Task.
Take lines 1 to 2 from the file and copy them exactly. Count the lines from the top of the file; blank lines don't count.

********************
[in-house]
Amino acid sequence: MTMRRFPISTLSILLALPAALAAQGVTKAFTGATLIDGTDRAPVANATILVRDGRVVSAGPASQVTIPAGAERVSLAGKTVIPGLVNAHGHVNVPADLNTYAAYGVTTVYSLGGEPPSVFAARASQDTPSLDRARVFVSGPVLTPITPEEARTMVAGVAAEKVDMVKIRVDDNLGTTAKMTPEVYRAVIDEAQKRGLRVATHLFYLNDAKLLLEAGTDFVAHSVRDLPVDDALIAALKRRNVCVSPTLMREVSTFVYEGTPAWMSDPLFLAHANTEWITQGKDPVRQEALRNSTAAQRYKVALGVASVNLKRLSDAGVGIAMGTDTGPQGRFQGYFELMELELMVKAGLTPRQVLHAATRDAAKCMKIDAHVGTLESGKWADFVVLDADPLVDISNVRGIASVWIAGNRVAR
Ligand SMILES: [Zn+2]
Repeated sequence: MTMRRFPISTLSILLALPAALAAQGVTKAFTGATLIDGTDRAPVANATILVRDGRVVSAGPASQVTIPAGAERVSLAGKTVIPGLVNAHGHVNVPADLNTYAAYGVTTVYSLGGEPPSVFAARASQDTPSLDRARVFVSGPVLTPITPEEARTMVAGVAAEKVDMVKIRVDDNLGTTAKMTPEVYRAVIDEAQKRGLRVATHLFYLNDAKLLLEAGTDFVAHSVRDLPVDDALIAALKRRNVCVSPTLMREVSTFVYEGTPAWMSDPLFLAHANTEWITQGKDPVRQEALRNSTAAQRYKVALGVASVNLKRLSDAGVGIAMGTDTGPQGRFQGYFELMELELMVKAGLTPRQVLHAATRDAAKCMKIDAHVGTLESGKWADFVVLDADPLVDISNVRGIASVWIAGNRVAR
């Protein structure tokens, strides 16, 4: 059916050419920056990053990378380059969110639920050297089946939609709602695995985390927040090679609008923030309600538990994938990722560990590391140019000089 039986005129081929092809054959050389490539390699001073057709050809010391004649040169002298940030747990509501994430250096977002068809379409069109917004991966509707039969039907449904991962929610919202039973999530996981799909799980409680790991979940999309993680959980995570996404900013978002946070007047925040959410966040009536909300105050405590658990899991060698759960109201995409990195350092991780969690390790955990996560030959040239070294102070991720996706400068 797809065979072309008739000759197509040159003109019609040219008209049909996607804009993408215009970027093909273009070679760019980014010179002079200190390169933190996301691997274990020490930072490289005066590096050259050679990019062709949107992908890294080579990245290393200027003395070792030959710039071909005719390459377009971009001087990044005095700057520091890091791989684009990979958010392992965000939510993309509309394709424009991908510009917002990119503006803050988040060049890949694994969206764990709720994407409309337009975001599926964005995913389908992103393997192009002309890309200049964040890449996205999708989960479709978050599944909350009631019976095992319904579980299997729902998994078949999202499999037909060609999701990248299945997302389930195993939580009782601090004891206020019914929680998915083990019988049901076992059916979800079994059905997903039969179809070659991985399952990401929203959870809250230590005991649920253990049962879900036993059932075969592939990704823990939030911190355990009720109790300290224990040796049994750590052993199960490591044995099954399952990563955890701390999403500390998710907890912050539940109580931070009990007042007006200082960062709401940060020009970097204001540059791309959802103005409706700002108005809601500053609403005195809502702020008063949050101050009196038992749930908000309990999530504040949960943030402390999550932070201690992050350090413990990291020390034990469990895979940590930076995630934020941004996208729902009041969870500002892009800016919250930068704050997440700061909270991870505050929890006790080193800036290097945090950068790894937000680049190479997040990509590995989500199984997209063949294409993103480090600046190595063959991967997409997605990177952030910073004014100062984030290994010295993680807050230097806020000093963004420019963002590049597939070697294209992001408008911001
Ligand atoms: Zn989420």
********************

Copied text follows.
[in-house]
Amino acid sequence: MTMRRFPISTLSILLALPAALAAQGVTKAFTGATLIDGTDRAPVANATILVRDGRVVSAGPASQVTIPAGAERVSLAGKTVIPGLVNAHGHVNVPADLNTYAAYGVTTVYSLGGEPPSVFAARASQDTPSLDRARVFVSGPVLTPITPEEARTMVAGVAAEKVDMVKIRVDDNLGTTAKMTPEVYRAVIDEAQKRGLRVATHLFYLNDAKLLLEAGTDFVAHSVRDLPVDDALIAALKRRNVCVSPTLMREVSTFVYEGTPAWMSDPLFLAHANTEWITQGKDPVRQEALRNSTAAQRYKVALGVASVNLKRLSDAGVGIAMGTDTGPQGRFQGYFELMELELMVKAGLTPRQVLHAATRDAAKCMKIDAHVGTLESGKWADFVVLDADPLVDISNVRGIASVWIAGNRVAR